Oh, for the good old days!

By K. Ray Katz

We “old timers” occasionally look back on our younger years thinking how good things used to be: less crime, fewer worries, and a lot less that we had to know to do the best we could with what our suppliers were able to produce to help our hard-of-hearing patients.

It is nothing less than amazing that we were able to satisfy a large number of our patients with such unsophisticated technology. Or was it simply that their desire to hear better overcame the limitations of what we were selling?

For the “newbies” who may have heard of but never seen what “state of the art” meant years ago in hearing care technology, a picture may be worth at least 500 words. I was recently going through my collection of antique hearing aids and audiometers. Below you’ll find a few of them.

First, let’s take a look at some of the test equipment from 50 years ago.




At left is the Maico Model F-1 portable audiometer from the early 1960s, which weighed 25 pounds.   










The Willodyne Hearing Computer, a portable, battery-operated audiometer/hearing aid simulator, was manufactured in the 1950s.







Now here are some of the quality hearing aids our industry was fitting from the 1940s through the 1960s.





At left is the Zenith Radio Corp. Body Aid Model A2A, w/batteries and at right the Maico BTE Serial # 20584.











At left, clockwise from upper left are #10, the Maico Model W   Body Aid;#11, the Otarion Bone Conduction Eyeglass Cross Aid; #14, the  Maico Model 195 Body Aid, Serial # 63;  #13, the  Microsonic Model 34 Body Aid; and #12, the Maico Body Aid  Serial, # 33124;.








In the figure at left, the top instrument is the Microtone Audiomatic T-8 Body Aid with presentation case (#1). Below are, at left, the Zenith Regent Body Aid with “phone magnet” technology (#2) and a body aid with compression technology by an unknown manufacturer.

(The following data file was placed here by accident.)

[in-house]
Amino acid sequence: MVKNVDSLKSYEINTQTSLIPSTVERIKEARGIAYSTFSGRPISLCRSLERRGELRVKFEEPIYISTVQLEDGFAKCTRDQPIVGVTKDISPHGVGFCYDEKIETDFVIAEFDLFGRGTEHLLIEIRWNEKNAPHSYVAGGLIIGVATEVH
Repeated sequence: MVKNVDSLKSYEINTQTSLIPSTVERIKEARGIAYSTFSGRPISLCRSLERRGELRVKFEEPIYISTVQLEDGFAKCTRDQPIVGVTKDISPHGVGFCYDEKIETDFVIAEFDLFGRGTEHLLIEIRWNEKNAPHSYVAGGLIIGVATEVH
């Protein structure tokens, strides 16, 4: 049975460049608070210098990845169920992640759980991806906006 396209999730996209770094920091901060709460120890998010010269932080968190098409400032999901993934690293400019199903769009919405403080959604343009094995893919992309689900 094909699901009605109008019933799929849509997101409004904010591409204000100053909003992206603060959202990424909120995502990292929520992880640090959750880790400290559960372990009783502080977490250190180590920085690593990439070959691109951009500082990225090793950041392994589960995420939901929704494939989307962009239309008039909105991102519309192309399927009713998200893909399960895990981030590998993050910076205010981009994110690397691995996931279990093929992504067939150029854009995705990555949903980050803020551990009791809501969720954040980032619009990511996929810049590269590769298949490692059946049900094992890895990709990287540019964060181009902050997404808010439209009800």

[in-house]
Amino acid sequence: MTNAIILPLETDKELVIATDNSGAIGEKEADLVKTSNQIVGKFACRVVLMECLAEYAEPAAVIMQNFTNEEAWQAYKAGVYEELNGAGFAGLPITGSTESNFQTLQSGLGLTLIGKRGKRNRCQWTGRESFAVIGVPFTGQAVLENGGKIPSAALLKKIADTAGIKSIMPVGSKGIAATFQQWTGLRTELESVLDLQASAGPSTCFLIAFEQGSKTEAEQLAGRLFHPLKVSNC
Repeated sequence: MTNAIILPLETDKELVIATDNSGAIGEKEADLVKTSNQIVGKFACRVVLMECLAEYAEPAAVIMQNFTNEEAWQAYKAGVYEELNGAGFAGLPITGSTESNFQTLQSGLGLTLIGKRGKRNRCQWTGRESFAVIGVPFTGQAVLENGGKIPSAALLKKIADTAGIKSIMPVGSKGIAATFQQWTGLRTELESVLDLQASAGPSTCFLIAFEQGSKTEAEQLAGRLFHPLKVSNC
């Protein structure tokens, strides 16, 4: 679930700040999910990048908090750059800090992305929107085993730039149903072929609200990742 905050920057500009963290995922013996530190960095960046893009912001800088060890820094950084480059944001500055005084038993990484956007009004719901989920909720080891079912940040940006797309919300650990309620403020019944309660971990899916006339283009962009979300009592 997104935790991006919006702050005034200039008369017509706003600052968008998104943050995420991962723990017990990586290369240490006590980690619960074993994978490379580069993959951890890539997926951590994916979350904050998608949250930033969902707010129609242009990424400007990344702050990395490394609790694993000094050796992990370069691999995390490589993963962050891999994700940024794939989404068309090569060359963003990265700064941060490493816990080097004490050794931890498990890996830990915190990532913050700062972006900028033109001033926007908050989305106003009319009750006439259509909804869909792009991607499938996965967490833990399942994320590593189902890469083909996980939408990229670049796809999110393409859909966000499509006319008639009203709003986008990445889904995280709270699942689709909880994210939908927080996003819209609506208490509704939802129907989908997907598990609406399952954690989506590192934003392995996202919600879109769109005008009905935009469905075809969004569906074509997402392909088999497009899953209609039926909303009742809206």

This figure shows three body aids. Clockwise from lower left are the Sonotone Model 900 (#8), the Toshiba THA-001 with presentation case (#9), and the Maico Model W (#10)






So, what do you think people will be saying when they compare today’s instruments with those available in 2033? Or will hearing aids have been replaced by medication or surgery? Maybe professional testing with an automated head scan will be available at your local drug store.

What was unimaginable 40 years ago is commonplace today. And for procrastinators, what we have to offer will be even better tomorrow. But is that really a good excuse to wait another five years?

Who knows, hearing instruments may get to a point where they are the size of a fish scale and are glued to the eardrum. If that happens I’ll bet you patients will still complain about the size – and background noise.

The more things change – the more they stay the same.

K. Ray Katz, the Business Manager of The Blogs @ Hearing Health and Technology Matters, was a hearing instrument specialist for many years. 

1 Comment

  1. Dear Sir;
    This is a long shot and I hope I am not taking your time needlessly.
    I have a friend who is deaf. I am looking for a bone conduction hearing device marketed in the mid 60’s by Radio Shack. It was inexpensive: a plug that would connect with any device that accepted earphones with the connecting wire that ended with a small, circular plastic dish-like part that held the mechanics.
    I think it was called a Bone Fone, which was also the name of 2 speakers-in-a-scarf worn around the neck, also sold by Radio Shack and is not what I am searching for.
    I have emailed Radio Shack and they are far more skilled at selling what they offer now than what they sold years ago. Understandably so.
    I am hoping you have a photograph of this article so that I can at least illustrate my search. If you have any comments, suggestions to pass on to me I would appreciator that kindness

    Dave Dunn.

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